The two gas giants can be found in the evening sky at sunset. Jupiter is high in the north-east, while Saturn is lower down towards the eastern horizon. Saturn is at its best this month, as it reaches opposition on the 15th.
In the morning sky, Venus steals the show with its brilliance, high in the north-east. Also in the north-east but much closer to the horizon is the faint planet Mercury .
Sunrise & Sunset Times
The Moon will be at apogee (furthest from Earth) on Friday 9th, at a distance of 406,401 km.
The Moon will be at perigee (closest to Earth) on Friday 23rd, at a distance of 357,937 km.
Let The Moon Be Your Guide
The Moon can be used as a pointer to find other objects in the sky.
- The First Quarter Moon sits to the left of Regulus (Leo, the lion) after sunset on the 1st.
- On the 4th, the waxing gibbous Moon is near Jupiter.
- The Moon is at the head of Scorpius and near the red supergiant star Antares on the 8th.
- The Full Moon rises with Saturn after sunset on the 9th.
- The bright star sitting high above the Moon on the morning of the 16th is Fomalhaut (Pisces Austrinus).
- The thin crescent Moon sits just above Venus on the morning of the 21st.
- Before sunrise on the 23rd, the waning crescent Moon is below the red giant star Aldebaran (Taurus, the bull).
- After sunset on the 28th, the waxing crescent Moon is back with Regulus.
- On the 30th, the Moon is in line with Jupiter and the bright star Spica (Virgo, the maiden).
Mercury can be seen during the first half of the month, towards the north-east horizon before sunrise. Brilliant Venus sits just above and to the left of Mercury. On the 11th, Mercury sits to the left of the red star Aldebaran (Taurus, the bull) as they pass each other in the morning sky.
Venus looks fantastic, shining brilliantly in the north-east before sunrise. The planet has a close encounter with the crescent Moon on the morning of the 21st.
Earth experiences the Winter Solstice on Wednesday 21st. At 2:24pm, the Sun has reached its furthest north for the year and begins moving southward (as viewed from Earth). From Melbourne, the Sun travels low across the sky and it is our shortest day, with just 9 hours and 32 minutes of daylight.
Mars is too close to the Sun to be seen this month.
Jupiter continues to shine brilliantly in the north-east after sunset. It is paired with the bright star Spica (Virgo, the maiden), which sits to the right of Jupiter. On the 4th, the Moon is just below Jupiter.
Saturn reaches opposition on the 15th, which means that it is opposite the Sun and Saturn will rise at sunset and set at sunrise. Opposition is also the best time to see Saturn because it will be closest to Earth and therefore shining at its best. On the 9th, the Full Moon (which is also in opposition) rises with Saturn in the east at sunset.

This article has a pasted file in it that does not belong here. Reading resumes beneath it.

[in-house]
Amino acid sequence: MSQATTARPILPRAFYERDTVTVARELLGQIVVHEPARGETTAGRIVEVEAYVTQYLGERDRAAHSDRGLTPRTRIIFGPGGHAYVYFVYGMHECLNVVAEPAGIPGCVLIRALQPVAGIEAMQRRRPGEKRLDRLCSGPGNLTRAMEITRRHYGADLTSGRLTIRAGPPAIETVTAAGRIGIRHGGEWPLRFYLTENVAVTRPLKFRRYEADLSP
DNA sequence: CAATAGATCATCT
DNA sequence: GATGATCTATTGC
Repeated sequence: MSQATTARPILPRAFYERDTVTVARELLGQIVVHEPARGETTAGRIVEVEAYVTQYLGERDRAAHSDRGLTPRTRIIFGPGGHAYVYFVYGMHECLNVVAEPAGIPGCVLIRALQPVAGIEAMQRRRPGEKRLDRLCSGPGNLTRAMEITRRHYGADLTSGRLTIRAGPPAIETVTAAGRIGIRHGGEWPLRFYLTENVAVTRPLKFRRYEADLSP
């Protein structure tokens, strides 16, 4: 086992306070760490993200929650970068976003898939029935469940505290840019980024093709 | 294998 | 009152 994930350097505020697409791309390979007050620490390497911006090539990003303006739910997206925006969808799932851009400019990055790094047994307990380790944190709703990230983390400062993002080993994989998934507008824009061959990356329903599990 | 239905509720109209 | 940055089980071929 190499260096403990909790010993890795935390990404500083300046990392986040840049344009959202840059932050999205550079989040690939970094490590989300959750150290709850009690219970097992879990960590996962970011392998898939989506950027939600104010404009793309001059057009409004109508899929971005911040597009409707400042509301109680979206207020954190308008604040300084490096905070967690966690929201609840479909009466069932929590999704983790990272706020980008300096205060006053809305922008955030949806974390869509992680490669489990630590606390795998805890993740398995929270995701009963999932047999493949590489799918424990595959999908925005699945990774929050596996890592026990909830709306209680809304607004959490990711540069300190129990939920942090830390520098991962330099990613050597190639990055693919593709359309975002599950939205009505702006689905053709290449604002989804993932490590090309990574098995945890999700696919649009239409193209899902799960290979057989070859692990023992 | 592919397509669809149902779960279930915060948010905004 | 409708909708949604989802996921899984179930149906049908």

There are a number of meteor showers occurring in Scorpius and Sagittarius this month. Although low in number (less than 10 per hour) the shower members can often be spectacular, appearing slow and bright with many displaying a yellow/orange colour. The best time to see meteors is after midnight.
Stars & Constellations
Low in the west we have our last look at Sirius, the brightest star in the night sky. Its constellation of Canis Major (the great dog) will soon disappear from our sky for the winter.
Above and to the south of Sirius is the second brightest star in the night sky, Canopus in Carina (the keel). Looking further south and low to the horizon you may be able to identify the bright star Achernar in Eridanus (the river) at its lowest point in the sky. Directly above Achernar, the Southern Cross reaches its highest point and remains there majestically during the winter months.
Looking eastward, the bright red star Antares, in the constellation of Scorpius (the scorpion), can be seen. Below it lies the teapot shape of Sagittarius (the archer). The region around Sagittarius is a rich area of the sky to explore with binoculars. It points towards the centre of our Milky Way Galaxy, which lies 26 000 light years away and contains a supermassive black hole.
International Space Station
From Earth, the ISS appears as a bright star that steadily moves across the sky. It can often be seen from Melbourne, for example at:
6:53am – 7:00am, Sunday 1st June.
The Station will appear in the west and travel past Saturn and the Southern Cross before disappearing in the south-east.
Predictions of when to see the ISS can be obtained from the Heaven's Above website.
On This Day
1st 2002, the Czech Republic becomes the first country to ban light pollution.
1st 2008, the Phoenix Mars Lander was the first spacecraft to scoop Martian soil.
6th 1971, Soyuz 11 (USSR) was launched. It carried the first people to a space station (Soviet Salyut 1).
10th 2003, the Mars Exploration Rover Spirit (USA) was launched.
11th 1985, a balloon (from Vega 1, USSR) is used to explore another planet, Venus.
13th 2010, the Hayabusa (Japan) spacecraft returned the first asteroid samples to Earth.
14th 1965, Mariner 4 (USA) returns the first close-up images of Mars.
15th 1999, a near-miss for the International Space Station as space debris passes just 7 km from the station.
16th 1963, Valentina V. Tereshkova (USSR) launched on Vostok 6 becomes the first woman in space.
18th 1983, Sally Ride is the first US woman in space (on the space shuttle Challenger).
20th 1939, Germany launches the first liquid-fuel rocket plane.
21st 2004, SpaceShipOne (USA) launched to become the first privately-funded human space flight.
22nd 1978, Dr James W. Christy (USA) discovers Pluto’s satellite Charon.
30th 1971, the Soyuz 11 (USSR) three-man crew die upon re-entry to Earth.
30th 1908, a meteor explodes over Tunguska, Russia, destroying 2,200 km² of forest.